Sweden

Catching the Bad Guys: Capturing Oligomers of the Amyloid-beta Peptides

Alzheimer’s disease, Parkinson’s disease and type 2 diabetes have been linked to the formation of amyloids, large aggregates formed by missfolded proteins. Studies show that a so called oligomer forms as an intermediate in the reaction when smaller peptides form amyloids and it has been hypothesised that these oligomers are the main causes for the diseases. However, research on the oligomers is hindered by difficulties in capturing them. The goal with our study was to tackle this problem. Using a method referred to as Trap-and-Seed, we were able to consistently produce and capture relatively large quantities of oligomers in less than 30 minutes. The oligomer concentration also seemed to be predictable, a necessary criterion if the method is to be used on a larger scale.

The bean beetle’s ovoposition over four generations

In this work I have investigated the ovoposition behavior of bean beetles over four generations. The purpose of this work is to investigate whether the bean beetle will prefer to lay eggs on the bean, mung bean or adzuki bean, they were born from for four generations. I was interested in exploring which of the beans, mung or adzuki, the bean beetles would prefer to lay eggs on and if there would be an increase in egg laying on the bean they were born from. The method used in the investigation involves on raising four generations of bean beetles, one culture breed from mung beans and one culture breed from adzuki beans. The result shows that the ovoposition behavior of the bean beetles depends on several factors as genetic selection, the nutritional value of the beans and the inbreeding.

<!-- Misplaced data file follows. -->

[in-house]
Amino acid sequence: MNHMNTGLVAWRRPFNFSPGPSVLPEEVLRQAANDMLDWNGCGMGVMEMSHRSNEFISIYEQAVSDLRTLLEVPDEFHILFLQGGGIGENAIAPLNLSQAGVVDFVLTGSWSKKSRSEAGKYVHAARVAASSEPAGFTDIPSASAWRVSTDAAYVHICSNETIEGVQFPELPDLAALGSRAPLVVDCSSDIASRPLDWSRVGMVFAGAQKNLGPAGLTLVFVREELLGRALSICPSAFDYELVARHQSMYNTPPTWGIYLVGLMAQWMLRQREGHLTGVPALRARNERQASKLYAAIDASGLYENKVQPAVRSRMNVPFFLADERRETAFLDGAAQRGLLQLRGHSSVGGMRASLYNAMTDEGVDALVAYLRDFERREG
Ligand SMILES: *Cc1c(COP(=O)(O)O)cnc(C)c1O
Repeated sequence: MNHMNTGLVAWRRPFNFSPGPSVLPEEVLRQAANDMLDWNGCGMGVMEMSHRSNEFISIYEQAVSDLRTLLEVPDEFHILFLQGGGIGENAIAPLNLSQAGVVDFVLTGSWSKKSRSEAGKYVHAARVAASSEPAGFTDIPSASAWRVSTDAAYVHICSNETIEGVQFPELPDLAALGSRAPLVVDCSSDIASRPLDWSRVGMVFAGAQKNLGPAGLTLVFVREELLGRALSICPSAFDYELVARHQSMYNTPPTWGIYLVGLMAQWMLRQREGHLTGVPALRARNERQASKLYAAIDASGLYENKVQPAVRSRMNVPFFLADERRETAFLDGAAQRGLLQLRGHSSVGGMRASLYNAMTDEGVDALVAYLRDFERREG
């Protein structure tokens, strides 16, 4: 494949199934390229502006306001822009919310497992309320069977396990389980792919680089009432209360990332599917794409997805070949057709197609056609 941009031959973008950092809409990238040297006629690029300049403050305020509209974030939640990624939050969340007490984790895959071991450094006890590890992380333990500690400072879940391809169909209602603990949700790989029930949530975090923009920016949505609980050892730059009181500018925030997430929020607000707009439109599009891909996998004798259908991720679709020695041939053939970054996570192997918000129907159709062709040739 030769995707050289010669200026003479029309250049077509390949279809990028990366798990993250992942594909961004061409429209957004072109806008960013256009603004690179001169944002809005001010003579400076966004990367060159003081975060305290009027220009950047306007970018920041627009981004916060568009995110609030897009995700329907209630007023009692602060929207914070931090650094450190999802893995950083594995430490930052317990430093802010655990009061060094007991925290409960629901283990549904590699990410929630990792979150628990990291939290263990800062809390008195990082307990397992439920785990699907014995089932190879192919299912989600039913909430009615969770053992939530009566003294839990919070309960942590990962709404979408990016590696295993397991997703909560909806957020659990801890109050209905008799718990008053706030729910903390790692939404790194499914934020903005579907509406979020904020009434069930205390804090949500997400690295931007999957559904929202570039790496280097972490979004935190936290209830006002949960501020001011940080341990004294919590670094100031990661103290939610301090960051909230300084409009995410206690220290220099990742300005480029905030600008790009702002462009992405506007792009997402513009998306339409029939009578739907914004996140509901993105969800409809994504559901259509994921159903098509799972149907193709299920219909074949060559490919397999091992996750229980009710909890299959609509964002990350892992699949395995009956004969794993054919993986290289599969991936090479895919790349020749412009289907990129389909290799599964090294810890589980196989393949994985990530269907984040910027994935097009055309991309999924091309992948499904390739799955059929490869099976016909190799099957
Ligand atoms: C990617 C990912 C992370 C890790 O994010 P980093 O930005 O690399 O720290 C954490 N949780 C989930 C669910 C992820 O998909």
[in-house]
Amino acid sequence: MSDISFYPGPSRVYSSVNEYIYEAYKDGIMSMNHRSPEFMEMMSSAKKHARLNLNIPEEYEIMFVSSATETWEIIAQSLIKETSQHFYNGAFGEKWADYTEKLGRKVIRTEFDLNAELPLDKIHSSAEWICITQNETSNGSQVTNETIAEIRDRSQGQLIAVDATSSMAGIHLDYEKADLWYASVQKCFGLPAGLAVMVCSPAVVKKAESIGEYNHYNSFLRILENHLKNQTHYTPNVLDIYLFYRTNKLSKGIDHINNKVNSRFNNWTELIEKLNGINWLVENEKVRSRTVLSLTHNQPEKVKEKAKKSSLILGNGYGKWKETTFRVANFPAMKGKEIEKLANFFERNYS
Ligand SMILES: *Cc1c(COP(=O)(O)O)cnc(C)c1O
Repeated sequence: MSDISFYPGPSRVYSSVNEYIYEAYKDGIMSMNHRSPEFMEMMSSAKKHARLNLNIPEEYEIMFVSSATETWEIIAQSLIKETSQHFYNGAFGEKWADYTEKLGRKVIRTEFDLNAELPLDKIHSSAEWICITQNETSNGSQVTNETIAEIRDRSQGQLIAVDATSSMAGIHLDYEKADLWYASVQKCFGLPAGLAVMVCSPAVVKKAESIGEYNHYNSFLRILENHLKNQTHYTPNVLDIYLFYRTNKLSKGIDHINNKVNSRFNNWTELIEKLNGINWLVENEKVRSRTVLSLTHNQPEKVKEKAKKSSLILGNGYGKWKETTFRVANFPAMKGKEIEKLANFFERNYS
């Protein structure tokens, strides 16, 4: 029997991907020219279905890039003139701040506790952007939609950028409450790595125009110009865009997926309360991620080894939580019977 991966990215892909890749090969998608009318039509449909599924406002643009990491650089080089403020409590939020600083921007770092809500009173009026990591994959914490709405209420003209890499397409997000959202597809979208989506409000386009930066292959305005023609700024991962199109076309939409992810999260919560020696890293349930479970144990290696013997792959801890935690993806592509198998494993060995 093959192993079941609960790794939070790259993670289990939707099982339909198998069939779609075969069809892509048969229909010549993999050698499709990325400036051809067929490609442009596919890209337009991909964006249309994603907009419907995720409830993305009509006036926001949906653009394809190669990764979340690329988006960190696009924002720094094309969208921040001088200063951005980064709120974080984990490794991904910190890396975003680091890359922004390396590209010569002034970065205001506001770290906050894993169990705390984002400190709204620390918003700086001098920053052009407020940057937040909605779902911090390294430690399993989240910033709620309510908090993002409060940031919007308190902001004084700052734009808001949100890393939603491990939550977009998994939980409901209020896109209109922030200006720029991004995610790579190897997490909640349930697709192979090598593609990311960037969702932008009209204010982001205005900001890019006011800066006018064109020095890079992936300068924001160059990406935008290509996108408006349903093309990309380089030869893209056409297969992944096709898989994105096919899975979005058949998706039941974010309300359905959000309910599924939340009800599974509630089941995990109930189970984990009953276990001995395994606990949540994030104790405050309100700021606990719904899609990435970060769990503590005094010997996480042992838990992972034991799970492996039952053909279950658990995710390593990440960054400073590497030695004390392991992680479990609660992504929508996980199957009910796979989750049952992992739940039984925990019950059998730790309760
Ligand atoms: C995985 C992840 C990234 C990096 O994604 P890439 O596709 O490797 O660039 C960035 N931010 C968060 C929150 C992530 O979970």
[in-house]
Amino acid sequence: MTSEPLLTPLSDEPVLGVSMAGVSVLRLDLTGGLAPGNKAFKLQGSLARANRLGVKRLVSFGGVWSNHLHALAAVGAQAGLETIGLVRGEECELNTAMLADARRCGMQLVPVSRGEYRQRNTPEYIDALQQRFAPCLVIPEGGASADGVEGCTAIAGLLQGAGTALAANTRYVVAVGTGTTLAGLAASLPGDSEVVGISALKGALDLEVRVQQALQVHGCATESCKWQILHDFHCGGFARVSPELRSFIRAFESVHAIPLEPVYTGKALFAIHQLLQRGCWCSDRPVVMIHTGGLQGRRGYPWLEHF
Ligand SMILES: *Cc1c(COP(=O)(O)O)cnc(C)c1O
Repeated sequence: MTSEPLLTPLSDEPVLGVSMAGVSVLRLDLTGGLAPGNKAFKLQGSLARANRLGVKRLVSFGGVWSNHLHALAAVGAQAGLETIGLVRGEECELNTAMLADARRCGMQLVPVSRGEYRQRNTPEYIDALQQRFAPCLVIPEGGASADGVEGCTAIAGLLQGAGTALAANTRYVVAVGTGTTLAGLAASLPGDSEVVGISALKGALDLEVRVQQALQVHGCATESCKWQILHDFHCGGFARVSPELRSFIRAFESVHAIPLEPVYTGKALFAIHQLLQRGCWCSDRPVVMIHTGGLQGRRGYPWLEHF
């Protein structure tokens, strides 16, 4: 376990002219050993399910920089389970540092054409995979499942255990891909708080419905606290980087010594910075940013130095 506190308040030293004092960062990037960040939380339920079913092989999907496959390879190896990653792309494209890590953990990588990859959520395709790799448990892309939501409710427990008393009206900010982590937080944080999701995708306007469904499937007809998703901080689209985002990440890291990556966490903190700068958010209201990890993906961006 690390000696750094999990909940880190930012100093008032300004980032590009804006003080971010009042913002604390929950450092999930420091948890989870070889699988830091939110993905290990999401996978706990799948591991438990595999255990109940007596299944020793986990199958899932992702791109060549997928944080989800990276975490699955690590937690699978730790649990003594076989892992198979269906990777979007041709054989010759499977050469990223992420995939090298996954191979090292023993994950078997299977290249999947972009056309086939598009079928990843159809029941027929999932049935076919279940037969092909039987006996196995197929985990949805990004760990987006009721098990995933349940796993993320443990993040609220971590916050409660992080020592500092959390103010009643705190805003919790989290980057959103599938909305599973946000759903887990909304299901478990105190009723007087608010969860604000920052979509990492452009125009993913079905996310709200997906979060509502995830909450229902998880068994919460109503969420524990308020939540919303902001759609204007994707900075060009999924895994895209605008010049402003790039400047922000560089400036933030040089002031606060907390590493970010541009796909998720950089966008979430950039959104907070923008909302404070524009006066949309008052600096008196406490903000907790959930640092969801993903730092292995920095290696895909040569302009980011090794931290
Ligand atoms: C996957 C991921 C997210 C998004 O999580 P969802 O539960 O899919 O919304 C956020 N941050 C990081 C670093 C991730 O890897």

Evaporative desalination with industrial waste heat

One of mankind’s biggest threats is the ever growing water shortage. One way to solve this is to clean seawater. Today more than 300 million people get their water from desalination plants around the world. Conventional desalination is however both expensive and energy demanding. Therefor i have developed a new way to desalinate seawater by utilizing water’s evaporative properties together with industrial waste heat, reducing the cost of cleaning 1000 liters of water to just 0.06€. Industries use 20% of freshwater around the globe and 60% in wealthy countries so self sustaining factories through my invention would be a huge step towards securing the water supply in the future. I am now leading a full-scale pilot project in Sweden capable of cleaning 40.000 liters/day with a local smeltery.